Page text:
Runes are the letters from the Runic Alphabets that were used to write various Germanic languages before the adoption of the Latin alphabet. They have continued to be used for special purposes including the art of Rune divination. The word 'Rune' stems from a Proto-Germanic form reconstructed as rūnō, which can be translated as 'secret, mystery, secret conversation. Similar findings are present in Old Irish Gaelic, Welsh and Old English, sometimes also meaning “miracle”. In addition to representing a sound value, runes can be used to represent the concepts after which they are named. The Scandinavian variants are known as futhark or fuþark (derived from their first six letters of the alphabet: F, U, Þ, A, R, and K). The Anglo-Saxon variant is futhorc or fuþorc (due to sound-changes undergone in Old English by the names of those six letters).
Runology is the scholastic study of the runic alphabets and the earliest known runic inscriptions date from around A.D. 150. The three best-known runic alphabets are the Elder Futhark (ca. A.D. 150–800), the Anglo-Saxon Futhorc (400–1100), and the Younger Futhark (800–1100).
Rune Stones are an ancient tradition of divination possibly dating back to the 1st century A.D. In Norse cultures runes have a powerful and magical history. It was believed they held strong divinatory powers and so were highly prized, taken very seriously and handled with extreme caution.
Today runes are used as a way of connecting to one’s higher self, finding inner guidance and tapping into one's intuition as a method of foretelling what the future may hold, similar to working with Tarot Cards.
Rune Symbols & Meanings
A Set of Runes traditionally holds 24 letters, sometimes sets come with a blank stone called Odin’s Rune that symbolizes what is not meant to be known yet. Odin is the Norse God who legend says sacrificed his eye to see everything that happens in the world. If you get this rune it implies that it is not time for certain information to be revealed and to trust in the divine timing of life.
The Anglo-Saxon Runes
The Anglo-Saxon Futhorc (sometimes written "fuþorc") is an extended alphabet consisting of 29, and later 33 characters.
The Elder Futhark Runes
The Elder Futhark is the most widely used runic alphabet and consists of 24 runes that are often arranged in three groups of eight. The earliest known sequential listing of the full set of 24 runes dates to approximately AD 400 and is a practice shrouded in mystery as most people were illiterate at this time in history. Consequently there is a wide variety of potential meanings attributed to the runes.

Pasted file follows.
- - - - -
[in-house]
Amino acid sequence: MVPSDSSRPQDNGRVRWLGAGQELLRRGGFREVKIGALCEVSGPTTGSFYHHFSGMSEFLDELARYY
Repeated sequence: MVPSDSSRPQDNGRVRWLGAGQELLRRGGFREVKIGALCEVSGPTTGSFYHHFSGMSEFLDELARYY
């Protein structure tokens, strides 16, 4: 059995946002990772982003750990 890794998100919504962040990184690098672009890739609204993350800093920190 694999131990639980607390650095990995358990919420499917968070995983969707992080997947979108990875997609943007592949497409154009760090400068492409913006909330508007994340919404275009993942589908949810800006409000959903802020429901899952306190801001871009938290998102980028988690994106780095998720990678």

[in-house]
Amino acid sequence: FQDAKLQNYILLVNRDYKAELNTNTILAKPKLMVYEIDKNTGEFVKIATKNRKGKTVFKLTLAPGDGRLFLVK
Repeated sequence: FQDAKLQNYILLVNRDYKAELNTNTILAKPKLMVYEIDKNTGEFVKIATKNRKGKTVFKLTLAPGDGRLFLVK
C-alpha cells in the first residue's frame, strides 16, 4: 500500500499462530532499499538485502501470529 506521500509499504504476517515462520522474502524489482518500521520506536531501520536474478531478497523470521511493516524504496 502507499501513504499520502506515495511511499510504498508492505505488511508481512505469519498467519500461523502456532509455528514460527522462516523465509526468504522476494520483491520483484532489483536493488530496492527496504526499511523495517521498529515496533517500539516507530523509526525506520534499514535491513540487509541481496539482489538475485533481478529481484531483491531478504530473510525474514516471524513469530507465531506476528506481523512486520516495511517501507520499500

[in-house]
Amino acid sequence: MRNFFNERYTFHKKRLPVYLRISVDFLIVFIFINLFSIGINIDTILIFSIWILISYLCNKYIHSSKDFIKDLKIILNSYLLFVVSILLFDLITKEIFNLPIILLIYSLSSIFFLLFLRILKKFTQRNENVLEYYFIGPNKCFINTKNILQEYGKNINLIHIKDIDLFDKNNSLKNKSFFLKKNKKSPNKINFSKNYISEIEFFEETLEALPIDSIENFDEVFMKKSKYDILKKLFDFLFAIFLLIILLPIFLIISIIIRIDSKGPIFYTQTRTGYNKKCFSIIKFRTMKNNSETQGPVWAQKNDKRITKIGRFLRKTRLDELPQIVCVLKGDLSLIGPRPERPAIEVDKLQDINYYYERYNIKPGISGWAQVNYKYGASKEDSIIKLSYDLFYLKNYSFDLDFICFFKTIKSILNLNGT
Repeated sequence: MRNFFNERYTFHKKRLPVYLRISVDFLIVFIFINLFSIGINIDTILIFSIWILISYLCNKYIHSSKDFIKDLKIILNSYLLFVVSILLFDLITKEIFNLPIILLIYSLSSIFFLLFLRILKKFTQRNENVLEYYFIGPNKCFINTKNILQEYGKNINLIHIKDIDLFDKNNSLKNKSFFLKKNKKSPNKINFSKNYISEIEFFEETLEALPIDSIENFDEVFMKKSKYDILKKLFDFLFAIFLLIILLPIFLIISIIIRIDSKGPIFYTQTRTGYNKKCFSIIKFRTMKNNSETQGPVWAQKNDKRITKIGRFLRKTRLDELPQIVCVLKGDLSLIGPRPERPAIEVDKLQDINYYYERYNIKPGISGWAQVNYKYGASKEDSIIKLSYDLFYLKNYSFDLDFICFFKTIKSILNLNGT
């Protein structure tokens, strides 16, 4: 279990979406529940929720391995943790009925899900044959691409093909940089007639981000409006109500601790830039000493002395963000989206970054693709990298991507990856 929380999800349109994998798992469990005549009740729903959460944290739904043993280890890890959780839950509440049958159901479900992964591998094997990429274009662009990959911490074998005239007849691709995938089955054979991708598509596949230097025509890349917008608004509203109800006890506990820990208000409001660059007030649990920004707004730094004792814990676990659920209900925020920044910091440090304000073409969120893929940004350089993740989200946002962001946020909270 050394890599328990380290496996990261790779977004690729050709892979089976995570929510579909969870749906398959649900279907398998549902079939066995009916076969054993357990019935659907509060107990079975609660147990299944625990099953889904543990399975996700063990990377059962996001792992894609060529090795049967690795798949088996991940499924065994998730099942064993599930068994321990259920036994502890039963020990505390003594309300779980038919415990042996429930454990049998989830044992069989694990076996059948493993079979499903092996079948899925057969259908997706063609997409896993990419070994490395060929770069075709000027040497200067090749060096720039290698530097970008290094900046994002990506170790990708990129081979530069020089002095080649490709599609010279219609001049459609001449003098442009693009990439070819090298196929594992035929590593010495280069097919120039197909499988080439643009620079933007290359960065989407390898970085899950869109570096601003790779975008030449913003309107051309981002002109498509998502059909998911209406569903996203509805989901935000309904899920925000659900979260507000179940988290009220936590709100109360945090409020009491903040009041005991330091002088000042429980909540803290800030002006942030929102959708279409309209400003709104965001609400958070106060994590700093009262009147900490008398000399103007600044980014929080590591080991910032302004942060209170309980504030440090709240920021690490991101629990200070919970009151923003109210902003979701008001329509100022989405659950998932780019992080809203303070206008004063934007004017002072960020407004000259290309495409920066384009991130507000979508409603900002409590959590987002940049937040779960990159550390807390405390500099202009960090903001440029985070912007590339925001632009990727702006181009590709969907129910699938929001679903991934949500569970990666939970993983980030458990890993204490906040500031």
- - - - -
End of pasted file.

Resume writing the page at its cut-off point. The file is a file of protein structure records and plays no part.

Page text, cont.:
Each group of 8 runes is referred to as an Ætt - the Old Norse word meaning 'clan or family'. They are Freyr’s Aett, Heimdall’s Aett, and Tyr’s Aett.
These three parts tell the story of life’s cycles.
The Freyr’s Aett - Freyr was the ruler of peace, fertility, rain, and sunshine and the son of the sea God Njörd. This group of runes is representative of finding our footing in the material plane and the accumulation of worldly possessions. It contains runes symbolizing things like cattle, which was a main indicator of wealth during this period, communication and vigor.
The Heimdall’s Aett - Heimdall was the watchman of the Gods. This group of runes tells of our increasing maturity and growth. It contains runes that represent obstacles, fate, and harvest and abundance.
The Tyr’s Aett - Tyr was the Norse Sky God and represented war and justice. This group of runes portrays our developing spirituality and legacy. It includes runes representing birth, community, intuition, and inheritance.
Casting & Reading Runes
Using runes for divination is a wonderful way to access your inner voice and develop your intuitive abilities. The visual simplicity of the letters makes them suitable for the very young and they are a useful tool for encouraging early interest in divination practices. A simple 1-rune pull for a Yes/No type answer allows the user to focus on their abilities without feeling overwhelmed by complicated rules. When you are comfortable you can move on to a 3-rune cast which is similar to a Tarot card spread. The three runes may represent past/present/future or situation/action/outcome.
As you study in more depth you will find that each rune has a large variety of aspects and meanings according to the way they are used. Traditionally they were cast using three or more stones and in odd numbers: 5-rune, 7-rune, 9-rune etc... However, as with Tarot card spreads, there are vast number of layout options for you to try, including a 24-rune layout for special occasions like the beginning of a yearly cycle, which could be the winter/summer solstice, new birth year, new job, move to a new location or New Year's Day itself.
There are two main methods of using the runes. You can literally throw them, "cast", onto a cloth surface which might be your alter cloth or a specially selected cloth for divination work. You can also draw them directly from the pouch, using your non-dominant hand to hold the bag while your dominant hand makes the selection. You must be thinking about the question/questions you want answered while you place down the runes in the layout of your choice.
There are many excellent books on the subject of rune divination from practical beginner guides to more in depth volumes. Visit the store to see our current selection.
at The Cottage Witch...
We stock 25 piece rune sets in a variety of natural crystals.
Each set will be infused with different properties and energies according to the crystal chosen.
We include a brief description to aid in your selection.
The letters are carved into the runes and highlighted with gold. Rune bag included.
Contact us for currently available selection!